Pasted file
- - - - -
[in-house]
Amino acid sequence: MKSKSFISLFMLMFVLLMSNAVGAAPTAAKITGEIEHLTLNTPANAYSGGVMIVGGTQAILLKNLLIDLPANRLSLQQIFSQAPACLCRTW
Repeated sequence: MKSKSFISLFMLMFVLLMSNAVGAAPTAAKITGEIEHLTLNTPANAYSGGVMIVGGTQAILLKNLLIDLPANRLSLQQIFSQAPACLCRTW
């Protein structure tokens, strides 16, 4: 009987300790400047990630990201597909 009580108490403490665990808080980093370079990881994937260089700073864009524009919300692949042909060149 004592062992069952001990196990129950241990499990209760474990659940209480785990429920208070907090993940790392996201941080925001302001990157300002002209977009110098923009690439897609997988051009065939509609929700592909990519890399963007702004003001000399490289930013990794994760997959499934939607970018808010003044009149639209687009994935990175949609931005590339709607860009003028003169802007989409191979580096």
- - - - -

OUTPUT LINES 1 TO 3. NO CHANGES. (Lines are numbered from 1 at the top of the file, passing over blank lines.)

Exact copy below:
[in-house]
Amino acid sequence: MKSKSFISLFMLMFVLLMSNAVGAAPTAAKITGEIEHLTLNTPANAYSGGVMIVGGTQAILLKNLLIDLPANRLSLQQIFSQAPACLCRTW
Repeated sequence: MKSKSFISLFMLMFVLLMSNAVGAAPTAAKITGEIEHLTLNTPANAYSGGVMIVGGTQAILLKNLLIDLPANRLSLQQIFSQAPACLCRTW